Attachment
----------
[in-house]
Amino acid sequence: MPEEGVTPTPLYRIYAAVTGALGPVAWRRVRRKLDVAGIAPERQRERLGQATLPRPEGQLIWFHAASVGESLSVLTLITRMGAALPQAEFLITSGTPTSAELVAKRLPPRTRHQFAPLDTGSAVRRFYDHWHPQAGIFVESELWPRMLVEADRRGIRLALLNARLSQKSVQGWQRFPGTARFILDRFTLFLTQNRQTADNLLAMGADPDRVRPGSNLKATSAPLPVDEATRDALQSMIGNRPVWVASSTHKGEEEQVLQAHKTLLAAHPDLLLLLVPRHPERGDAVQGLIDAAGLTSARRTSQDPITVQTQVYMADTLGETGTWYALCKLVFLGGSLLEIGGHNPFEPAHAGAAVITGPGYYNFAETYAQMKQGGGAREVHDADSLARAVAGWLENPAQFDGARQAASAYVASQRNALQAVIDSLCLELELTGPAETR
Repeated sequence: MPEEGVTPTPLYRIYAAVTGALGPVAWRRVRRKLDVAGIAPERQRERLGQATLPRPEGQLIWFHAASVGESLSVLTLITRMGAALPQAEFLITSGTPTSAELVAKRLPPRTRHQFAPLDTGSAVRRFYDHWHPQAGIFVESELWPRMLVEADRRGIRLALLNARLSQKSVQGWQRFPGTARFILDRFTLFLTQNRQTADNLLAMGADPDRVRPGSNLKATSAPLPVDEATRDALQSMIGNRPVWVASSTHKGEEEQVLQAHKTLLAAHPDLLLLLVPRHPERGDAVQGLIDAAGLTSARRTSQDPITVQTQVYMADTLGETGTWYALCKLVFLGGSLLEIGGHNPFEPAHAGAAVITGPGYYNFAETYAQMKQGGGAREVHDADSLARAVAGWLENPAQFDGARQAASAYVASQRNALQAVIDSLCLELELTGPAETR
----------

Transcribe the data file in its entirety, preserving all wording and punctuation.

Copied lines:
[in-house]
Amino acid sequence: MPEEGVTPTPLYRIYAAVTGALGPVAWRRVRRKLDVAGIAPERQRERLGQATLPRPEGQLIWFHAASVGESLSVLTLITRMGAALPQAEFLITSGTPTSAELVAKRLPPRTRHQFAPLDTGSAVRRFYDHWHPQAGIFVESELWPRMLVEADRRGIRLALLNARLSQKSVQGWQRFPGTARFILDRFTLFLTQNRQTADNLLAMGADPDRVRPGSNLKATSAPLPVDEATRDALQSMIGNRPVWVASSTHKGEEEQVLQAHKTLLAAHPDLLLLLVPRHPERGDAVQGLIDAAGLTSARRTSQDPITVQTQVYMADTLGETGTWYALCKLVFLGGSLLEIGGHNPFEPAHAGAAVITGPGYYNFAETYAQMKQGGGAREVHDADSLARAVAGWLENPAQFDGARQAASAYVASQRNALQAVIDSLCLELELTGPAETR
Repeated sequence: MPEEGVTPTPLYRIYAAVTGALGPVAWRRVRRKLDVAGIAPERQRERLGQATLPRPEGQLIWFHAASVGESLSVLTLITRMGAALPQAEFLITSGTPTSAELVAKRLPPRTRHQFAPLDTGSAVRRFYDHWHPQAGIFVESELWPRMLVEADRRGIRLALLNARLSQKSVQGWQRFPGTARFILDRFTLFLTQNRQTADNLLAMGADPDRVRPGSNLKATSAPLPVDEATRDALQSMIGNRPVWVASSTHKGEEEQVLQAHKTLLAAHPDLLLLLVPRHPERGDAVQGLIDAAGLTSARRTSQDPITVQTQVYMADTLGETGTWYALCKLVFLGGSLLEIGGHNPFEPAHAGAAVITGPGYYNFAETYAQMKQGGGAREVHDADSLARAVAGWLENPAQFDGARQAASAYVASQRNALQAVIDSLCLELELTGPAETR